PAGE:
Mixed Greens Blog

Mixed Greens Blog
Living Sustainably in the Pacific Northwest


Polenta Polenta

Like with rice, beans and pasta, when you make polenta you’re part of a universal culinary network. Each has its distinctive character and flavor and each has a vast culinary repertoire. Polenta, ancient peasant food, was necessary for survival long before we decided to relish and make it important again. We know this stuff, it’s in our genes.

Pesto Polenta

Pesto Polenta

Maybe you can’t get beyond the polenta is mush is grits mindset. Well yes, grits it is, hallelujah. Polenta cooked properly is soft and luxurious comfort food. Silky even. Gluten free, an egg’s worth of protein in a serving, potassium and vitamin C. Polenta’s pretty good stuff on its own. But make a pot of polenta and embellish it. Like refrigerator soup, use what you have on hand that’s appealing, garnish the polenta and call it a meal as with sautéd sweet peppers and sausage, or with roasted garbanzos and leeks – each described below.

There’s soft polenta and hard polenta. One basic recipe gives you both options, and then get creative. Think about flavors and foods that appeal, decide if it fits with polenta and give it a try.

From The Seasons of the Italian Kitchen Cookbook:

Like grits, polenta is inexpensive and rib-sticking. Like pasta and risotto, it’s a culinary chameleon. You can serve polenta plain, with butter and salt and pepper, white, and yellow. You can grill it and serve it with sausages or with game birds. You can melt sharp cheese on it. You can stir meats or vegetables or cheeses into it. And although it’s made from corn, which often flattens a glass of wine, polenta gets along with wines just fine.

Polenta is one of the oldest foods known to man. The conquering legions of the Roman Empire subsisted on pulmentum, a sort of porridge made from various grains, which they learned about from the Etruscans. Polenta as we know it today, is made from cornmeal, has been a staple of Italian peasant cooking ever since corn was introduced from the New World to the Old. In Italy, the techniques and utensils for making polenta are decreed by ancient custom and observed with reverence bordering on superstition.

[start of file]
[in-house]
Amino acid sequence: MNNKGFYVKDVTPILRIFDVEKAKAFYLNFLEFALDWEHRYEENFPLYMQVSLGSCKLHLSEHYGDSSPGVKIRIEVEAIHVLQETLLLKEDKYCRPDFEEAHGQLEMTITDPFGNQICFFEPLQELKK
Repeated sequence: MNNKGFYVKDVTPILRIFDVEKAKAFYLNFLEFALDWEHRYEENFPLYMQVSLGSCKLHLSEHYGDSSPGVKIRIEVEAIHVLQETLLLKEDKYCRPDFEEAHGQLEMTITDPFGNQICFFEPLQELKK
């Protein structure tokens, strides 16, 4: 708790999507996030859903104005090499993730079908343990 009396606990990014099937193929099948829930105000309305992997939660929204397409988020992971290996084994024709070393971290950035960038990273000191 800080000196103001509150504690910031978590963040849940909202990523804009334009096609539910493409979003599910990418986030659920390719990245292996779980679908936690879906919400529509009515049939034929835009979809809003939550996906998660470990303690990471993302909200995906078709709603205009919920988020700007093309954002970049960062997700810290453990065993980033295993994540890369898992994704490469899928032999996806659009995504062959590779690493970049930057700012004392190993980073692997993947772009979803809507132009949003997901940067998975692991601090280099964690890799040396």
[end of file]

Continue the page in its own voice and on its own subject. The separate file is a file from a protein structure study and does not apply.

Basic Polenta Recipe

From The Seasons of the Italian Kitchen Cookbook. For 4 servings.

Ingredients: 1 1/2 t salt/ 4 C water (I’ve used chicken stock too)/ 1 1/2 C cornmeal, fine, medium or coarse. Fine cornmeal cooks up faster and smoother.

Directions: Use a broad bottomed pan for faster cooking/ Dissolve the salt in the water/ Add cornmeal gradually, whisking or stirring vigorously as you do so/ On medium heat, stir more or less continuously until liquid comes to a simmer and begins to thicken/ Turn heat to low and, using a large spoon, continue to cook and give a thorough stir every minute or so/ Polenta will continue to thicken and eventually begin to stick to itself, rather than to the pot/ 15 – 25 minutes for cooking depending on size of pot and type of cornmeal.

Begin to taste the polenta after fifteen minutes or so of cooking. Some people prefer it with a little cornmeal bite, others not. Cook for a longer or shorter time according to your own preference. Medium ground cornmeal took about 20 minutes. Alton Brown’s recipe for polenta calls for getting it going on the stove top, putting a lid on and finishing it in the oven. Check it out.

For soft polenta, pour into serving dishes or a platter and eat immediately. Add butter if you like, grated cheese, whatever suits your fancy.